Racing by Tim Hola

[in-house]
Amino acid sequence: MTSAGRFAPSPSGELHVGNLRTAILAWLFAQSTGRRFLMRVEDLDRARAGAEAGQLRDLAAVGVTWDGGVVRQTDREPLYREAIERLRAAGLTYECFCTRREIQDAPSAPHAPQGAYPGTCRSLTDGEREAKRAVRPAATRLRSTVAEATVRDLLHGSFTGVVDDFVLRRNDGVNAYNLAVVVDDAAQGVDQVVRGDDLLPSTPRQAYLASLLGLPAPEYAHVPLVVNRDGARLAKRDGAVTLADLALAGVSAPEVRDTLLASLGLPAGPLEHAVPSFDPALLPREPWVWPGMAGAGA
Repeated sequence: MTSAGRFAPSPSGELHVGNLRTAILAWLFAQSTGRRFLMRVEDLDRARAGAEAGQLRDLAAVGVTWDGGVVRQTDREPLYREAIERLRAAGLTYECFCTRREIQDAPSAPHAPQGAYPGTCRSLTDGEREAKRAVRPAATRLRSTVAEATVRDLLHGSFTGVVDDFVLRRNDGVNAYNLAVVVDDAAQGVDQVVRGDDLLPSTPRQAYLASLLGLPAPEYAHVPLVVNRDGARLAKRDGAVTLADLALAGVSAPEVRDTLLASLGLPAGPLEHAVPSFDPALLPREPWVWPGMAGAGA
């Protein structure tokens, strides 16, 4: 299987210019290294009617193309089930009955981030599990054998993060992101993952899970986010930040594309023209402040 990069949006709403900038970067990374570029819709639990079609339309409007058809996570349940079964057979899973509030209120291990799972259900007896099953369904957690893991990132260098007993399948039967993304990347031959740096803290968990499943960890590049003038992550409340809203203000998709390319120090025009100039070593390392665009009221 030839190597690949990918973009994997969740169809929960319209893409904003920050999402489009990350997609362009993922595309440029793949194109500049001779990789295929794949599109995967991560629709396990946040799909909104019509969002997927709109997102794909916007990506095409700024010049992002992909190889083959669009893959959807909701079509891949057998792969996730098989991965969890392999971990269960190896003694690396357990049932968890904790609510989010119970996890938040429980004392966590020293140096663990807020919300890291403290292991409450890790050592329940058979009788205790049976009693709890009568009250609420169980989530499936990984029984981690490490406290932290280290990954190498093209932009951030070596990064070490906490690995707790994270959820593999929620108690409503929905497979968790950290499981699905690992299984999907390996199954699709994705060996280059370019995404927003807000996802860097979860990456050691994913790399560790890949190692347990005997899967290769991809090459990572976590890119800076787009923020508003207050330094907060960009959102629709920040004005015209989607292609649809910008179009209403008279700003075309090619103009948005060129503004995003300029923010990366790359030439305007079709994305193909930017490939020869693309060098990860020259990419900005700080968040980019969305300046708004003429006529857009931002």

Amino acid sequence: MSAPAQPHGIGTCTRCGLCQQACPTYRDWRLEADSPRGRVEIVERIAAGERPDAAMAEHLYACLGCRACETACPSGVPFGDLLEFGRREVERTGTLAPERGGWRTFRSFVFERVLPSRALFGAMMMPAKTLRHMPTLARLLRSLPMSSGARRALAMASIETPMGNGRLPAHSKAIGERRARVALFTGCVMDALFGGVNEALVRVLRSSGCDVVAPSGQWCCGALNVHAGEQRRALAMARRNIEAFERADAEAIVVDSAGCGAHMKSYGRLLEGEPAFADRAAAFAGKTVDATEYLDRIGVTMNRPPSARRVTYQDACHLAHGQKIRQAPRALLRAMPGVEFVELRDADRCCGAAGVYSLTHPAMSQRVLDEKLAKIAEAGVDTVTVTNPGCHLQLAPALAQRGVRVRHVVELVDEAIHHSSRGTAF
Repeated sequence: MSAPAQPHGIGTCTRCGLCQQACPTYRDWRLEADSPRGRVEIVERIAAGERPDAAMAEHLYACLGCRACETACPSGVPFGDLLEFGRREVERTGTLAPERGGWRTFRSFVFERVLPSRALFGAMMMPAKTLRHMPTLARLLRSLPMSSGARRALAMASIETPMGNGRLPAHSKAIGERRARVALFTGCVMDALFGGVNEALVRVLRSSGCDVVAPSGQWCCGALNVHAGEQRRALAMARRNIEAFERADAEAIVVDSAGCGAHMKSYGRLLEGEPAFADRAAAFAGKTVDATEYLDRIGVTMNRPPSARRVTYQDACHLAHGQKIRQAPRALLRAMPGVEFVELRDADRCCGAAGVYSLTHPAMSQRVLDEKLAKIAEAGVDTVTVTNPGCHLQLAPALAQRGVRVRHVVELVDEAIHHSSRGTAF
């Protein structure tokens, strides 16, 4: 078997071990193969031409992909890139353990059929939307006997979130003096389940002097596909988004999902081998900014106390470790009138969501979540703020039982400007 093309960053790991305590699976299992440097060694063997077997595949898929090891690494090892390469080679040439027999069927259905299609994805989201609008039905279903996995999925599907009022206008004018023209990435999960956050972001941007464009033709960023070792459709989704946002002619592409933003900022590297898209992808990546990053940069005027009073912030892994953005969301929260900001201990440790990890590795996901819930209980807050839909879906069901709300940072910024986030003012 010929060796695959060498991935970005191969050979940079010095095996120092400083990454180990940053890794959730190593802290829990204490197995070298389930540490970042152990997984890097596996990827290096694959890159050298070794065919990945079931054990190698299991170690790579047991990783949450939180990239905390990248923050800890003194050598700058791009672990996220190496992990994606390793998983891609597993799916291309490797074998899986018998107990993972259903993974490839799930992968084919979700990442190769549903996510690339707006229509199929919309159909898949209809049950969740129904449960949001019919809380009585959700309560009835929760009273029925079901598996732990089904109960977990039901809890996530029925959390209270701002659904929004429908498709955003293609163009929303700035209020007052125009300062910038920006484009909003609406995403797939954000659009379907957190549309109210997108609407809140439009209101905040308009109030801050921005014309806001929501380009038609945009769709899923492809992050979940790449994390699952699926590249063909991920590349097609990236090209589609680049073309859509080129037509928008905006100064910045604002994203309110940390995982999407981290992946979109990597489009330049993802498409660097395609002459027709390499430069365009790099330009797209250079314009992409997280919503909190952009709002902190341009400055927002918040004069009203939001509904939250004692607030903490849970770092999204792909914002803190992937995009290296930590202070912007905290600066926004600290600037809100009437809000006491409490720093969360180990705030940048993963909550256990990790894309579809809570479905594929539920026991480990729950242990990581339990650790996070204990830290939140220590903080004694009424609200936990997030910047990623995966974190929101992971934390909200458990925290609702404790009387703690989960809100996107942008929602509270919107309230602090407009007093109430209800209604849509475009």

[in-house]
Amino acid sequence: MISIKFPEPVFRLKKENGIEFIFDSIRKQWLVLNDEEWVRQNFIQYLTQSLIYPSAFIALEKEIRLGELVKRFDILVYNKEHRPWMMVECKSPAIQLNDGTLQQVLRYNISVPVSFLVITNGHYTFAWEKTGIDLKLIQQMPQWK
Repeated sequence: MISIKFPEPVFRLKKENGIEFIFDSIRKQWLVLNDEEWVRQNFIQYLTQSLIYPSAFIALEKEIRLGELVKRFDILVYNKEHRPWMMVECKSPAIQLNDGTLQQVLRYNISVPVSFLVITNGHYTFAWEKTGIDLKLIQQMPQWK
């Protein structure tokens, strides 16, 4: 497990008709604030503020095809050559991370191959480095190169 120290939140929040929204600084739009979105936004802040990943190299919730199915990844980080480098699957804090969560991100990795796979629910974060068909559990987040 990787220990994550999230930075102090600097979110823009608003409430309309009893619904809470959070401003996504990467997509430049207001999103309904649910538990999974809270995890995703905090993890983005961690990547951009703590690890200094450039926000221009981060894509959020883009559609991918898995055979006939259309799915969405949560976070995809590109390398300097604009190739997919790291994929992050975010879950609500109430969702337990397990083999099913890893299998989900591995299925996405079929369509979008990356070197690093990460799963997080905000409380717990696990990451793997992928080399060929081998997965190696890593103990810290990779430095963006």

[caption id="attachment_13560" align="alignnone" width="199"] Running along Alii drive at mile 5 or so. Thanks for the pic Larry Rosa![/caption] Completing 15 Hawaii Ironmans, 25 total Ironmans , and turning 40 all happened in a few days of each other earlier this month. How does it feel? I don’t know. It still hasn’t sunk in yet. Just like that, Ironman Hawaii came and went quicker than anyone would have thought, and so did a birthday ending in zero. It’s is hard to believe that I have qualified and completed 15 Hawaii Ironman’s. I know there are only a handful of people that have done that many Kona’s, let alone full Ironman distance races. I feel so privileged to be able to race in the Big Island and truly see what I am made of. Racing 15 times in Kona does not come without a price. It’s no secret that I am racing with a different engine than when I first raced here when I was 25. I describe it as an onion where the layers are being peeled away. I just don’t ever want to get down to the core. However, the fire is still there to put myself to the test in some of the toughest conditions that an Ironman can dish up. [caption id="attachment_13561" align="alignnone" width="300"] Eric and I sharing a few Kona memories on the expo stage.[/caption] I did several interviews during race week: One with our own Dave Erickson: https://www.youtube.com/watch?v=u2_65ZajVrU&list=UUCbJaS79efzaDJGgiOI1obQ Breakfast with Bob Babbitt: http://www.youtube.com/watch?v=1_DuZcAFzcY#t=9228 And one on Bob's radio show: http://www.babbittville.com/babbittville-radio/tim-hola/ I got asked the following question several times, “What makes Kona so special?” It’s hard to exactly put my finger on it, but there is a draw to that island that gives me a sense of self improvement unlike anything else I’ve experienced. It makes you realize how fragile we are. Like many of us out there, we want to become better people, learn more and make good choices. The entire Hawaii Ironman process helps me do this. After several media commitments during the week, I settled into my room on Friday mentally prepping for the race the next day. My mom and dad came out again to watch me race – they’ve never missed a year—and I could tell they were excited for yet another year of watching the race. [caption id="attachment_13562" align="alignnone" width="300"] One of the reasons why I love this race so much...moments like this.[/caption] Saturday morning came and I headed down to the King Kam Hotel at 4:45AM when transition opened. I got everything set up, said hey to a few of my pro friends and chilled out in my hotel room at The Kona Seaside, the same hotel we’ve stayed at for the last 10 years. I eased into the water right after the pros went off and swam over to the Timex crew to say thanks for all they do for me. Now that I work for Timex full time, the brand certainly has an even more special meaning to me. [caption id="attachment_13569" align="alignnone" width="300"] Excited for the swim![/caption] I then swam over to see my parents sitting on the sea wall, the same spot they have watched the race for the last 15 years. I said my goodbyes and swam on my back for a minute or two looking at the clouds to soak it all in. The gun soon went off and I was on my way. It is always hard to find space in the swim, so I did my best to swim hard at the start to get away, then settle in to my rhythm. After the turnaround, I was at the front of the lead pack, with just a few solo age group men swimming ahead of us. I am very confident in my swimming and knew that on a good day with the right conditions, I could swim 53 min. Today was 56 min, but still felt good heading into T1. I enjoyed every minutes of the swim like I always do. Mom, thanks for putting me into swim lessons at the Fort Dodge, IA YMCA in 1980. [caption id="attachment_13563" align="alignnone" width="300"] Heading out to Hawi..the wind was not the kindest to me.[/caption] Everything went smoothly coming out of T1 and felt solid on my Trek Speed Concept – the fastest bike I have ever ridden. The first 5-10 miles always get a little sketchy since we do some very fast technical riding through town. I know the race really starts once we are past the airport. I got a lot of cheers through town and was happy to begin the trek to Hawi. All systems were go for most of the ride, body felt strong, nutrition was going well. I really don’t know where to begin about the wind. I always go into this race expecting the wind to be horrible. This year was the one year where I’d be cruising along at 27/28 MPH, then like a flip of a switch, I was going 16. The good news was that it was temporary, but man, it hit all of us hard. There is never a good time for headwind in this race. With 34 miles to go at Kawaihae, we got a nice tail wind, then the head wind started at 26 miles to Kona. I just cleared my head and remember all of the times I’ve done this before. I cruised into T2 with in 5:07, a ride I was happy with. After a quick porta-pottie visit, multiple water dousings over my head, and a quick look at my legs telling them to “shut up”, I began the marathon. I always start running with short strides to get the muscles ready. I tried to reflect on the countless brick runs I’ve done all year where I’ve felt good, although you can’t really expect your legs to feel that great after 6 + hours of hard racing in Hawaii. I had a goal of running close to 3:00 on the marathon as I’ve done before. According to my new Timex Run x50 watch, my pace started at 7:00 min miles and I was feeling OK, but knew it would not last. [caption id="attachment_13564" align="alignnone" width="199"] Keeping my focus in the opening miles of the marathon.[/caption] I hit the mile 5 turnaround at St. Peters Church where I got engaged almost 13 years ago to the day, grabbed a little energy from the man upstairs and headed back to Kona. There are so many people yelling at you, but I put my head down and try to ignore it and focus on my pace & energy. I saw numerous Timex teammates on the out & back, Chris, Roger, Matt, Dave Erickson shooting video of us, just to name a few. Lots of good Timex Mojo on the course this year. As I headed out of town, I saw Mom and Dad on Hualalai Rd. cheering me on which lifted my spirits. I like running out on the Queen K. I feel like it’s my time since there are not that many people out there to cheer. It was at mile 13 or so where a feeling came over me where I simply wanted to be done. I was not slowing down too much, but knew that the sooner I completed this, the happier I’d be. The feeling to be done and out of that type of pain was just so strong, none like I remember in my prior 14 races out here. Persevering, not stopping, sticking to my plan, finishing what I started, and pushing on allows me to become a better person. That’s exactly what I did. I ran for a bit with several of my friends on the way back to town: Adam Zucco, BJ Christensen, Ryan Guliano, all incredibly talented athletes that I have raced against for years. [caption id="attachment_13565" align="alignnone" width="201"] Happy to be done![/caption] I took the famous right turn on Alii drive and could not be happier. I finished in 9:28, a respectable time for the day, but was hoping to get my run dialed in better. [caption id="attachment_13566" align="alignnone" width="300"] Thanks Timex and PowerBar![/caption] A HUGE thanks to Tristan Brown, Timex, Trek, Shimano, PowerBar, Blue Seventy, Nathan, Tri-Swim, for making this another memorable trip. Congrats to all of my teammates who completed this special race. It will be with us forever.